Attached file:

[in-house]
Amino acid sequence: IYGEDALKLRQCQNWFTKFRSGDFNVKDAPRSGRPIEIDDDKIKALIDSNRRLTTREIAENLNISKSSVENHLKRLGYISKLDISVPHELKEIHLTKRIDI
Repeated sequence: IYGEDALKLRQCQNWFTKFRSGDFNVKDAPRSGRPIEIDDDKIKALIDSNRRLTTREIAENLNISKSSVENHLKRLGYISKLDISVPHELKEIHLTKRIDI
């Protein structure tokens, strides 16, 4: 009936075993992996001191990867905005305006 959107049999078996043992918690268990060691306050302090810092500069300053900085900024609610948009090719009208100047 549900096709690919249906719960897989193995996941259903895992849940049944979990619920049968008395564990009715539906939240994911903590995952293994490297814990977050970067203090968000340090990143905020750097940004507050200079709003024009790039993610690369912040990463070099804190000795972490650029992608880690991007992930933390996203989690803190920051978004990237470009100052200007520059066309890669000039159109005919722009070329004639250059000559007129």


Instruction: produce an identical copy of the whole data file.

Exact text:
[in-house]
Amino acid sequence: IYGEDALKLRQCQNWFTKFRSGDFNVKDAPRSGRPIEIDDDKIKALIDSNRRLTTREIAENLNISKSSVENHLKRLGYISKLDISVPHELKEIHLTKRIDI
Repeated sequence: IYGEDALKLRQCQNWFTKFRSGDFNVKDAPRSGRPIEIDDDKIKALIDSNRRLTTREIAENLNISKSSVENHLKRLGYISKLDISVPHELKEIHLTKRIDI
């Protein structure tokens, strides 16, 4: 009936075993992996001191990867905005305006 959107049999078996043992918690268990060691306050302090810092500069300053900085900024609610948009090719009208100047 549900096709690919249906719960897989193995996941259903895992849940049944979990619920049968008395564990009715539906939240994911903590995952293994490297814990977050970067203090968000340090990143905020750097940004507050200079709003024009790039993610690369912040990463070099804190000795972490650029992608880690991007992930933390996203989690803190920051978004990237470009100052200007520059066309890669000039159109005919722009070329004639250059000559007129």